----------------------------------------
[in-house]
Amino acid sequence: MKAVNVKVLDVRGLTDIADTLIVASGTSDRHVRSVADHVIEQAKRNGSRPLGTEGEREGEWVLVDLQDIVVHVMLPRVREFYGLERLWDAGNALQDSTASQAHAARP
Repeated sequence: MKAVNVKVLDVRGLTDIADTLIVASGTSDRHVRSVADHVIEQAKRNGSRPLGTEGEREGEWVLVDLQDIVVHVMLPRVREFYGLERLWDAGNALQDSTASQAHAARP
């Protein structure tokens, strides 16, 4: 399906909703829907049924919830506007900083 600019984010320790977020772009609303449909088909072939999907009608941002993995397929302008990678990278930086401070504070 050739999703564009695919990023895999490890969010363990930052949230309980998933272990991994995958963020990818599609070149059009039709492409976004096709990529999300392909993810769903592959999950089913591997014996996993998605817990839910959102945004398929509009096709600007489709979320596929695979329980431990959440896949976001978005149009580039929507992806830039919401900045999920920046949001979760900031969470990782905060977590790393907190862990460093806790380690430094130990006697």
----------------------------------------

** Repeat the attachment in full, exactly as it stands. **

[in-house]
Amino acid sequence: MKAVNVKVLDVRGLTDIADTLIVASGTSDRHVRSVADHVIEQAKRNGSRPLGTEGEREGEWVLVDLQDIVVHVMLPRVREFYGLERLWDAGNALQDSTASQAHAARP
Repeated sequence: MKAVNVKVLDVRGLTDIADTLIVASGTSDRHVRSVADHVIEQAKRNGSRPLGTEGEREGEWVLVDLQDIVVHVMLPRVREFYGLERLWDAGNALQDSTASQAHAARP
């Protein structure tokens, strides 16, 4: 399906909703829907049924919830506007900083 600019984010320790977020772009609303449909088909072939999907009608941002993995397929302008990678990278930086401070504070 050739999703564009695919990023895999490890969010363990930052949230309980998933272990991994995958963020990818599609070149059009039709492409976004096709990529999300392909993810769903592959999950089913591997014996996993998605817990839910959102945004398929509009096709600007489709979320596929695979329980431990959440896949976001978005149009580039929507992806830039919401900045999920920046949001979760900031969470990782905060977590790393907190862990460093806790380690430094130990006697």